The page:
In the days when my family and I were preparing for our first overseas move from our home in Wisconsin, I identified with Abraham more than any other Bible character. Like Abraham and his family, that time in our lives was one of sojourning for us.

As we readied ourselves for our future work abroad, we were first required to attend language school in Costa Rica. While living in that Central American country for some eight months, we grew to feel comfortable there, but because we knew we were not in what was to be our home, I myself could not come to the point where I felt completely settled in that country.

Even before that time, while we were still in the US, we needed to travel extensively. We stayed in many different homes and for many nights had different hosts. We often spent long weeks living out of our suitcases. This is often the case in the life of a missionary.

After our language school was completed in Costa Rica, we made our eventual move to Venezuela, where we were to settle and begin our first extensive assignment. However, even after arriving to our new hometown in that country, we could not immediately find a permanent rental house. For some months, we stayed in a house temporarily with a month-by-month rental agreement until we could finally find and settle into the house that would become our permanent house. 

Settling In

Since those early days of our work, our family has gone through several international moves. In my nature, I am a person who prefers to simply find a place and settle in—to make myself at home. However, this has not been the life that the Lord has given me. Through the course of my life, besides in my home country of the United States, I have lived in seven different countries in five separate regions of the world. This is not a description of a life where I have been allowed to “settle in.” On the contrary, in its own way, each move has been unsettling.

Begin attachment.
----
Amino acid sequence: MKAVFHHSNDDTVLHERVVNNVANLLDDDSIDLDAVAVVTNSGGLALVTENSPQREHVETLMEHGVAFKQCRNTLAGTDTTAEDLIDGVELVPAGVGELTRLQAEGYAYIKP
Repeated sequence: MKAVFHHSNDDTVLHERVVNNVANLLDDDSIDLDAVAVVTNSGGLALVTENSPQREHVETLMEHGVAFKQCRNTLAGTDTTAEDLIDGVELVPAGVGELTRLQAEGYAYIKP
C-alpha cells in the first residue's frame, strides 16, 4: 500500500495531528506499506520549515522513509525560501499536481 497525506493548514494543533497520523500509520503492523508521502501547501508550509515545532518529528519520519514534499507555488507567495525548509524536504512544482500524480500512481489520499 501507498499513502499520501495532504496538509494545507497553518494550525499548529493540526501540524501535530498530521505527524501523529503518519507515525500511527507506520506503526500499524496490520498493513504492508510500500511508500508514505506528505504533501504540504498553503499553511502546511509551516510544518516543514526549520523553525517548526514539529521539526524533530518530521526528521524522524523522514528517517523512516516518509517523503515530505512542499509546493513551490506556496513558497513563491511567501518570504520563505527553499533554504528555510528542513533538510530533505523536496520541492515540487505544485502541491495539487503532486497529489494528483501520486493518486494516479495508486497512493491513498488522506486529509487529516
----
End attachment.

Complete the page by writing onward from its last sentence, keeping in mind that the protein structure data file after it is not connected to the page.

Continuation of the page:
The life of a sojourner has its own special challenges, especially for ones like our family who would prefer to settle down and grow deep roots. Sojourning can be disheartening—wondering when you will once again be able to allow yourself to feel completely at home. It was for Abraham, and so it has been at times for us.

Sunday, December 10, 2017


As you can see, this is part 1 of a 4 part video. Please begin with this video and go through the sequence. Each video is probably about 2 or 3 minutes long, The blog page placed a limit on the length of each video, so I had to break it up into smalleer segments


As you can see, this is part 2 of a 4 part video. Please begin at part 1. Each video is probably about 2 or 3 minutes long, The blog page placed a limit on the length of each video, so I had to break it up into smalleer segments


As you can see, this is part 3 of a 4 part video. Please begin at part 1. Each video is probably about 2 or 3 minutes long, The blog page placed a limit on the length of each video, so I had to break it up into smalleer segments